“Beside (the Aerial Globe), the promoters say, the Eiffel Tower and the Ferris Wheel are crude engineering feats. The Aerial Globe will be an immense steel structure, 700 feet high from the stone base to the roof of the observation tower on the top. At a height of 110 feet will be a roof garden about 1,000 feet in circumference. On that floor will be two restaurants, one German and the other American, and two theatres. At a height of 295 feet a coliseum will located, with iron-bridges walks around the globe, giving a complete view of the grounds. Below will be two regular circus rings and a race track surrounding them, and underneath the tiers of seats will be a menagerie viewed from the circular walk. At an elevation of 420 feet will be a great music hall, and at 450 feet a palm garden.”
“Mr. Blanke and Samuel M. Friede have organized a company with $1,500,000 capital, named the Friede-Blanke Aerial Globe Company, and have begun active work to have this feature constructed.” (New York Times, August 29, 1901) Samuel Friede was an architect and inventor. The structural engineer for the project was to have been Albert Borden.

For comparison, the Eiffel Tower cost $1,300,000 to construct in 1889, and the Ferris Wheel constructed for the 1893 World’s Columbian Exposition cost $500,000.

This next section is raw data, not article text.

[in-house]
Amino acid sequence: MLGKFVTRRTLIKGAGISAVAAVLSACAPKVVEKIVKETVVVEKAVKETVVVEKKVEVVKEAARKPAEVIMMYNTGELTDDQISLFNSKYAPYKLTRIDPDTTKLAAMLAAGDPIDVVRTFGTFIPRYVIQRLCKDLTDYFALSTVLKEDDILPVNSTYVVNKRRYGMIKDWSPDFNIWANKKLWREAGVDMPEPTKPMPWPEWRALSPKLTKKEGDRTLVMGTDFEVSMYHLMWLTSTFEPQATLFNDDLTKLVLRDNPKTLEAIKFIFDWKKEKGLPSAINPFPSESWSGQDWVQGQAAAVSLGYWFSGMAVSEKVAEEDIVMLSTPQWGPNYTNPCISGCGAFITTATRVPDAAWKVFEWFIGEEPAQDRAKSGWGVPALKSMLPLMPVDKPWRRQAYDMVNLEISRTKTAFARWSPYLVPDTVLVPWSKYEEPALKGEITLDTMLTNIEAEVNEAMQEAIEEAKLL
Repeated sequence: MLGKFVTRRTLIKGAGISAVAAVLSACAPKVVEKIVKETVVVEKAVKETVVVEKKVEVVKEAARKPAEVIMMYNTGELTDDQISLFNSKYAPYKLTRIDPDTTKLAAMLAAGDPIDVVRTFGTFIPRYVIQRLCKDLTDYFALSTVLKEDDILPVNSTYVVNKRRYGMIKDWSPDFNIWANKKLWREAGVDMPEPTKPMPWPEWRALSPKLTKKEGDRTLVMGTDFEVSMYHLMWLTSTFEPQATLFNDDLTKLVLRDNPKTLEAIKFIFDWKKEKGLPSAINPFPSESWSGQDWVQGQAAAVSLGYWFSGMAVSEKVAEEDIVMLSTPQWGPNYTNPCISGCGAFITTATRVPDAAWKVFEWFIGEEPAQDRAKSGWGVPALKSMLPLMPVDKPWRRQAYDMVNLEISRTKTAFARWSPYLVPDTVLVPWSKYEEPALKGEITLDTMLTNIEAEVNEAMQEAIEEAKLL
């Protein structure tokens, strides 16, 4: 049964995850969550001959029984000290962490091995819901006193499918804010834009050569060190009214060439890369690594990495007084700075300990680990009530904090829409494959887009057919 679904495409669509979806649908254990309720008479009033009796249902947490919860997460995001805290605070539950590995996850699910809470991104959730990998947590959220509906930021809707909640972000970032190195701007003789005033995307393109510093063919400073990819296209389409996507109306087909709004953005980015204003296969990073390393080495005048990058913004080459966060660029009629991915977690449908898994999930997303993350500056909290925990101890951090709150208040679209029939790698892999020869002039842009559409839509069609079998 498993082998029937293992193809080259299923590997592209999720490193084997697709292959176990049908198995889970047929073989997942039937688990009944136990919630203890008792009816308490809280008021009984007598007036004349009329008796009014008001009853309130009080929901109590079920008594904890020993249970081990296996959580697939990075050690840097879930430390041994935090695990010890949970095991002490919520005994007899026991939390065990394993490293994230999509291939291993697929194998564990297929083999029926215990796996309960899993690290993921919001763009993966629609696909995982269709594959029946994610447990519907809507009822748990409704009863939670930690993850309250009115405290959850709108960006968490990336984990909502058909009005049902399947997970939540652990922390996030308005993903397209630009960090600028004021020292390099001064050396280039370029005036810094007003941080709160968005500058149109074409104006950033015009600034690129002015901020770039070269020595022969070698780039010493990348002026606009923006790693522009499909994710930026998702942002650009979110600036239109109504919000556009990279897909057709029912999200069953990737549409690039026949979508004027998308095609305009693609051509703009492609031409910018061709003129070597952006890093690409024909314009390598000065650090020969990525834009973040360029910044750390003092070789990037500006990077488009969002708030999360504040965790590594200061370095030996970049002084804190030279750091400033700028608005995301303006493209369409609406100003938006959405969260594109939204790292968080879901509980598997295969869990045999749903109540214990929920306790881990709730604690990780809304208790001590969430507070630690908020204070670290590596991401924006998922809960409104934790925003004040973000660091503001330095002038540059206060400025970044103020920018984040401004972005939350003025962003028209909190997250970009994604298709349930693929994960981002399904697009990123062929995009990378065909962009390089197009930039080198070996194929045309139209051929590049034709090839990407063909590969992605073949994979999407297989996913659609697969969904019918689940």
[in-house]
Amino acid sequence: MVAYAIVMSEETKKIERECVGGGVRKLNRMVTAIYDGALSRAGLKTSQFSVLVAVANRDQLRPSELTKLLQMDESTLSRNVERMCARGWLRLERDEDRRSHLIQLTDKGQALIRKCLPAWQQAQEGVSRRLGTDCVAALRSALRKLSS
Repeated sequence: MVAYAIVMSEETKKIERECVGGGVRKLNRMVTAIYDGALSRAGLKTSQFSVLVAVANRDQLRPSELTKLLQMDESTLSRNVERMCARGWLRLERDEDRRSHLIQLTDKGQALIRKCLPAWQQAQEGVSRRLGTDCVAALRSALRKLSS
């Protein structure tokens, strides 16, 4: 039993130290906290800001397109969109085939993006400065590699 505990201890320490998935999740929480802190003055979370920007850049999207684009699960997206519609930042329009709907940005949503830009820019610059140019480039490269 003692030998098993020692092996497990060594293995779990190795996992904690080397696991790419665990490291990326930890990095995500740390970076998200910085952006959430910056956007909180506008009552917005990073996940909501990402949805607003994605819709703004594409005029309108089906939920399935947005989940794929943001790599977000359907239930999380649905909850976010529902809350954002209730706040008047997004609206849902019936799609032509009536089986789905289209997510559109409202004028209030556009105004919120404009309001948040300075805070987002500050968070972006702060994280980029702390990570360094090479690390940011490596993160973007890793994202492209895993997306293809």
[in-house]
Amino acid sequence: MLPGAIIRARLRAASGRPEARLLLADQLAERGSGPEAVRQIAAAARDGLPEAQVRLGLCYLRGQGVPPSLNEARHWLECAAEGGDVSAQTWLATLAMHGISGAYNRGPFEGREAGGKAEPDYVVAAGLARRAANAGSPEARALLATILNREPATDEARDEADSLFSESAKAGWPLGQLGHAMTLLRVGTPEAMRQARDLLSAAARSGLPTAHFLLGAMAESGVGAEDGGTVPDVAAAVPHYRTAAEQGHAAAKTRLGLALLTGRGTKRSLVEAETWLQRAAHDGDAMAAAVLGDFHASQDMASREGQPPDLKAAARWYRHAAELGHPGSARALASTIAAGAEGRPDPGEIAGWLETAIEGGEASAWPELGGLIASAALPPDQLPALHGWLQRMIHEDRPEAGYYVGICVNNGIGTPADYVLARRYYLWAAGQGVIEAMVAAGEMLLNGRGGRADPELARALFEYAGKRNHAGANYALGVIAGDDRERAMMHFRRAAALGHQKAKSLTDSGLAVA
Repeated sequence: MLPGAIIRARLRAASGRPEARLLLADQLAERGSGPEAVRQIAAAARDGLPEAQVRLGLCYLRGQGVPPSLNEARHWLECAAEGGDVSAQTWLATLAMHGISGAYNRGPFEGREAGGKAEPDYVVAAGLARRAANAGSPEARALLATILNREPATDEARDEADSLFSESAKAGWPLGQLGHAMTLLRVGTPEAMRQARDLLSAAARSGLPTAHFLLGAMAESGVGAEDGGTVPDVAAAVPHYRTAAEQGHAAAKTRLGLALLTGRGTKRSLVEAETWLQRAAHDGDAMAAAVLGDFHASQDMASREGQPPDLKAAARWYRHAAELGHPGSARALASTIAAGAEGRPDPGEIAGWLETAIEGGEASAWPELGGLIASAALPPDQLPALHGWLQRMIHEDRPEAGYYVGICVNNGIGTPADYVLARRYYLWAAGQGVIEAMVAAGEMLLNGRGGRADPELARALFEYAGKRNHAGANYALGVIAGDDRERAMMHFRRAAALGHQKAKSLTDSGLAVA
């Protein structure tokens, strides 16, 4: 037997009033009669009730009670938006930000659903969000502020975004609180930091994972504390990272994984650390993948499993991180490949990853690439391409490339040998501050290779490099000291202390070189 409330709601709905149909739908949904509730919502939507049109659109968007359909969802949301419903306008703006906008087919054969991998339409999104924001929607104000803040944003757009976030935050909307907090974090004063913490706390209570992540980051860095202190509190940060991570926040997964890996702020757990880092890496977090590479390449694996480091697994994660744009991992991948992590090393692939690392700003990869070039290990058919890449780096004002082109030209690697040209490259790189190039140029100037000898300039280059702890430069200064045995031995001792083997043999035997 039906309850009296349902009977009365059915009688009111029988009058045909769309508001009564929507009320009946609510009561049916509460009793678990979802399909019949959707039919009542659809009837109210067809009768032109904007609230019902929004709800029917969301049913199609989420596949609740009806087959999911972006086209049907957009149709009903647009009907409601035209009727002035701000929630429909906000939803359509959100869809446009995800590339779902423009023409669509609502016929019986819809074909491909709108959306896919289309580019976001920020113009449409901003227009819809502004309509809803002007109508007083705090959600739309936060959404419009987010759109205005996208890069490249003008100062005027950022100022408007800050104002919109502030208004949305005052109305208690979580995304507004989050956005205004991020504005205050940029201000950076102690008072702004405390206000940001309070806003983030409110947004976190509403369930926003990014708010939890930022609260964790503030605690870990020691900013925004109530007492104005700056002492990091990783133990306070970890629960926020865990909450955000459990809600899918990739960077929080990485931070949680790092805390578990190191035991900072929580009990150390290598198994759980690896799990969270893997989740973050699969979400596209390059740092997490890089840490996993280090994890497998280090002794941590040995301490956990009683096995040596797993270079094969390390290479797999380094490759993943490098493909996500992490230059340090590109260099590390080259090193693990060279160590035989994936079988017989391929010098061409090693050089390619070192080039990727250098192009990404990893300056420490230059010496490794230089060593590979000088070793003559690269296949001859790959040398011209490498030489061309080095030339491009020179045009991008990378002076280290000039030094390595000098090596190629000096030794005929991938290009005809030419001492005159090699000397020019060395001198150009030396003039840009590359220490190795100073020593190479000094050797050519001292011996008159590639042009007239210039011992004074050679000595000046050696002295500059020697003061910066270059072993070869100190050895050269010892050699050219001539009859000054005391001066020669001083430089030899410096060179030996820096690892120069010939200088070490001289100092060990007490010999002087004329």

In the September 1901 World’s Fair Bulletin, which reported on all the current details of the planning for the 1904 exposition, the discussion about the proposed globe announced that a display about the huge project would be shown beginning on September 9, 1901. A blueprint “showing the actual steel construction” was said to be the largest blueprint in the world, at 5 feet x 10 feet. “Small photographs of the Friede Aerial Globe will be given away to the public.”
I am aware of a bottle in the shape of the proposed Friede-Blanke Aerial Globe, put out by the Blanke Coffee Company:

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Following the St. Louis fair, Samuel M. Friede announced a plan to build a similarly fantastic 700 feet tall tower on Coney Island in New York. He issued stock in the Friede Globe Tower Company (in the State of Arizona, for some legal reason), promising investors a ground-floor opportunity to get in on an investment that would pay 100% interest per year! He issued promotional postcards.

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The Globe Tower would have been the largest building in the world. The proposed structure had a long list of amazing planned features, including the largest ballroom in the world and a hotel around the Equator with soundproofed rooms. Underground, the complex would house a subway station, a railroad station, parking garages and a railroad branch line connected to a boat pier. After a cornerstone laying ceremony on May 26, 1906, Friede leased a piece of property on Coney Island, and poured some footings. When investors grumbled about lack of progress, he held another ceremony on February 17, 1907.

By 1908, it had become clear that the entire enterprise was an elaborate scam. Company treasurer Henry Clay Wade was convicted for embezzling proceeds from the stock sales. He testified during a subsequent investigation that other moneys had been split up between Friede, architect Burdette, head bookkeeper Price, and Coney Island’s Chief Inspector of Elevators, a man named Langan.